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Integral Curves in Adaptive Mesh Re nement Vector Fields

Eduard Deines, and Ken Joy


Abstract

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In certain application areas, such as astrophysics, the simulation must accommodate many different spatial scales. For example, in simulations of the solar system, the computational domain may span thousands of astronomical units (AU), whereas some physical structures that need to be resolved occupy significantly shorter length scales. As a consequence, it is not possible to use regular grids, which in many cases are a primary choice due to their conceptual simplicity, to discretize such simulation domains. The uniform resolution required to represent the smallest phenomena in a simulation would result in infeasible overall storage requirements. Unstructured grids, on the other hand, adapt well to differences in length scales, but they also introduce significant overhead by requiring an explicit representation of grid connectivity. Adaptive mesh refinement (AMR) techniques are a hybrid solution that discretizes the simulation domain as set of overlapping, nested grids. These grids are arranged in levels of increasing resolution, and information for a specific point of the domain is stored at the finest grid overlapping this point. Thus, AMR combines the adaptivity of unstructured grids with the implicit connectivity of regular grids, adding only little overhead in form of a layout description. This arrangement makes it possible to discretize adaptively simulations with comparatively little overhead.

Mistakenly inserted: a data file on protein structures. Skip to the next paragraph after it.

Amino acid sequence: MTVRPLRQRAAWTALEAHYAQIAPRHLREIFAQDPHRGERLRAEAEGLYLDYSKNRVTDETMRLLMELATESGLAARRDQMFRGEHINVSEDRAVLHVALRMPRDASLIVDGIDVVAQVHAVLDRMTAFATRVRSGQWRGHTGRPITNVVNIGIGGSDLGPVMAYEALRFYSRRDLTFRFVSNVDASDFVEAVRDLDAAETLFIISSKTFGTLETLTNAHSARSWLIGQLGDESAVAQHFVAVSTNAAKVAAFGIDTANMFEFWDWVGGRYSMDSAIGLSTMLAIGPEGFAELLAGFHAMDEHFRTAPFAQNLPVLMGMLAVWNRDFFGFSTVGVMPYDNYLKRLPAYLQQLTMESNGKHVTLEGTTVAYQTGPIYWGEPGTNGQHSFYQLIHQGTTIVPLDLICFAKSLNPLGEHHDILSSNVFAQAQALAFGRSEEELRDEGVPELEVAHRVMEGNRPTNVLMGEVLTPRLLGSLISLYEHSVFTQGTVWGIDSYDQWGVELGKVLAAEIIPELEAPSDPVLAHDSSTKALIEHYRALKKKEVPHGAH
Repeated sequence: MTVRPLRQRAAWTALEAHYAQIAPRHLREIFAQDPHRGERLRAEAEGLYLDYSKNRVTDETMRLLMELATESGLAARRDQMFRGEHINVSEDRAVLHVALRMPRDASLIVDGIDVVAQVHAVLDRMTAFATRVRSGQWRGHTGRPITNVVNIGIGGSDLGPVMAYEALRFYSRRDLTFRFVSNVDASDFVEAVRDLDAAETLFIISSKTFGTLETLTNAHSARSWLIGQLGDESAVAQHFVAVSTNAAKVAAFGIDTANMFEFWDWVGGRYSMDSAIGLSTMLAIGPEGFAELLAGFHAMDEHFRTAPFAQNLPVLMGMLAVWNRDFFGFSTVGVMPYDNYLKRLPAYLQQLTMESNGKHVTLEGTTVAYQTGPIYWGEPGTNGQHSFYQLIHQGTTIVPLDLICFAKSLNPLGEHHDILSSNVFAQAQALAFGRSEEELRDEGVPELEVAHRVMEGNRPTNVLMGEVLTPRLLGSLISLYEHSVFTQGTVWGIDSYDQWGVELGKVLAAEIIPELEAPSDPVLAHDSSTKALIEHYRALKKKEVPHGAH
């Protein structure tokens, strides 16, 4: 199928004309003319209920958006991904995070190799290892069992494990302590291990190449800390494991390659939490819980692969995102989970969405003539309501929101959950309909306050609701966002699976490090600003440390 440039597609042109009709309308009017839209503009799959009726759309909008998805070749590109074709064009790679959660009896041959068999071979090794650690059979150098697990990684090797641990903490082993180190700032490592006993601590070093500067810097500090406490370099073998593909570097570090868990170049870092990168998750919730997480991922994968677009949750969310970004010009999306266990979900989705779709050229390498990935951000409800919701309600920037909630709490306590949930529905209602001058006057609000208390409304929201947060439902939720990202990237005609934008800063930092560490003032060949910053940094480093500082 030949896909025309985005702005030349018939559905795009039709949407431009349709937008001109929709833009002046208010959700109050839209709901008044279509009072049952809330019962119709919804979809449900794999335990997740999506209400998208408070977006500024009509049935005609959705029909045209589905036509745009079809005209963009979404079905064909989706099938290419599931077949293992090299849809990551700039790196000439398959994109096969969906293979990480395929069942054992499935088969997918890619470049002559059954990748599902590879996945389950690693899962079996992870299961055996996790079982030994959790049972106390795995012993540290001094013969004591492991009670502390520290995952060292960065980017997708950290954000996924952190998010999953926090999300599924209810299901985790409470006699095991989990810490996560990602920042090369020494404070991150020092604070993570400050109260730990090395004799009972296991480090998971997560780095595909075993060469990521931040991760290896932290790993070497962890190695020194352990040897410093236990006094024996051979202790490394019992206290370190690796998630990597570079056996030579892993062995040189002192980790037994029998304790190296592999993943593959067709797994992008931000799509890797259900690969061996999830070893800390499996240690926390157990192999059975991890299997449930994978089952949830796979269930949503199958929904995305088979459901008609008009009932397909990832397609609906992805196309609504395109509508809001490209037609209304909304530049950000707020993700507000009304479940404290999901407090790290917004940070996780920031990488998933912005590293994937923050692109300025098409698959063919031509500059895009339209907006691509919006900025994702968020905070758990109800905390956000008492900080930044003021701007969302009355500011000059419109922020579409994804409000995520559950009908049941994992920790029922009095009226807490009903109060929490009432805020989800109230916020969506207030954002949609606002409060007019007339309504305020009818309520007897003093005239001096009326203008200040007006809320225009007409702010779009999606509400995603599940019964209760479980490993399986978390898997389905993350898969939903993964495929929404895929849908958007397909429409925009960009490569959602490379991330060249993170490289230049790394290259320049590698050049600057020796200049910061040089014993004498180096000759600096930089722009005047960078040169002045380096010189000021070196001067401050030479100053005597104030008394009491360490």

Integral curves, such as streamlines, streaklines, pathlines, and timelines, are an essential tool in the analysis of vector field structures, o ffering straightforward and intuitive interpretation of visualization results. While such curves have a long-standing tradition in vector field visualization, their application to Adaptive Mesh Refinement (AMR) simulation results poses unique problems. First, portions of the coarse grid that spans the simulation domain are replaced with higher-accuracy information provided by grids at levels of higher resolution. Thus, it is necessary to detect this overlap and always consider data at the finest resolution available. Second, for methods that are built on the existence of a continuous interpolant over the entire data set, special care must be taken to reconcile coarse and fine information resolution at resolution boundaries to yield continuous interpolation. AMR simulations often specify cell-centered values, which further complicates interpolation. In this project, we conduct research to alleviate these problems.

Contact

Eduard Deines edeines@ucdavis.edu